A friend of my mom inherited a Frank Lloyd House built in the 1920s. Not one of his best or fanciest, but surprisingly modern for the times. The back was all angled windows overlooking a meadow and high ceilings. The entrance courtyard featured a tiled fountain–about the only built-in decorative feature. The entry had a low ceiling, as is common in his houses, but opened out to a sort of balcony/library area that over looked the living room and dining area. The kitchen was a utilitarian enclosed box–larger than most of his due to her grandmother’s insistence on more space, but without any windows except for a little band above the cabinets to other interior spaces. I thought it was just wonderful and loved going there, but it was more than they could afford to keep up, and repeated roof leaks left the wood floors looking like roller coaster, which they didn’t fix for many years–favorite place for us kids to play with little cars and such, and they were used to stepping over the big hump in the floor! The roof was so flat and so low that we used to run around and play on top of it.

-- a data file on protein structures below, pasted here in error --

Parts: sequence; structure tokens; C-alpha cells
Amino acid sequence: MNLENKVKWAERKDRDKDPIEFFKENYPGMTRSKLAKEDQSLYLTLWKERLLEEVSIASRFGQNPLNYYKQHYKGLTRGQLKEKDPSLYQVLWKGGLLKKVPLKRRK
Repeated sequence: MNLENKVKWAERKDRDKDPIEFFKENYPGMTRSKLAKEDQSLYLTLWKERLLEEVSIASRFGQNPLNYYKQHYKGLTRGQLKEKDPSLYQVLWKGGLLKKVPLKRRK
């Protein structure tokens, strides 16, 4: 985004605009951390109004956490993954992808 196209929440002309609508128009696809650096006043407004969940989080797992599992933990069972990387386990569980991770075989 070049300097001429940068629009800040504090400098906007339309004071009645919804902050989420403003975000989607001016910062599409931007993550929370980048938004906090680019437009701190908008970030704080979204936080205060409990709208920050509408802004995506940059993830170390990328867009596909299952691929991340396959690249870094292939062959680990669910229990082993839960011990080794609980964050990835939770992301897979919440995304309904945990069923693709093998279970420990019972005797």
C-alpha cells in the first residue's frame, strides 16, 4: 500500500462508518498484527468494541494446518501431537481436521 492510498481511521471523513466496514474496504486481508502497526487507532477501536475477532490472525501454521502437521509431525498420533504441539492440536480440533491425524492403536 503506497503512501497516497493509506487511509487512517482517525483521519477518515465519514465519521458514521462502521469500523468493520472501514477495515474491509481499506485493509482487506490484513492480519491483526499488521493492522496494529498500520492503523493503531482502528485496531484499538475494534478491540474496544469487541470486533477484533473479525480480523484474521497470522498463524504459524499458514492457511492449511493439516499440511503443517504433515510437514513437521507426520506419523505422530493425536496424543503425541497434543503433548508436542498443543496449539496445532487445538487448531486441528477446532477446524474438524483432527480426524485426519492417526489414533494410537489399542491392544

I only saw it in the summer at it’s best. My mom told me that it was so cold in the winter that they closed up half of the house and lived in the back only, with few windows for the kitchen and library. So it was beautiful, but impractical for a harsh northern climate.
Thank you for your comment, Kathy. It’s so ironic, isn’t it, that Wright spoke so often about designing in this way – to integrate with nature – but yet he never admitted his design mistakes (hello, flat roofs) that worked against nature in their very design!
Great post! And what an interesting and lovely (in its own way) piece of American history. I’m more a traditionalist, but could definitely see having a similar style for a vacation home or getaway.
Your post, however, hits the spot for information and descriptive tone. Thanks!
Ann Fulton, Raleigh, NC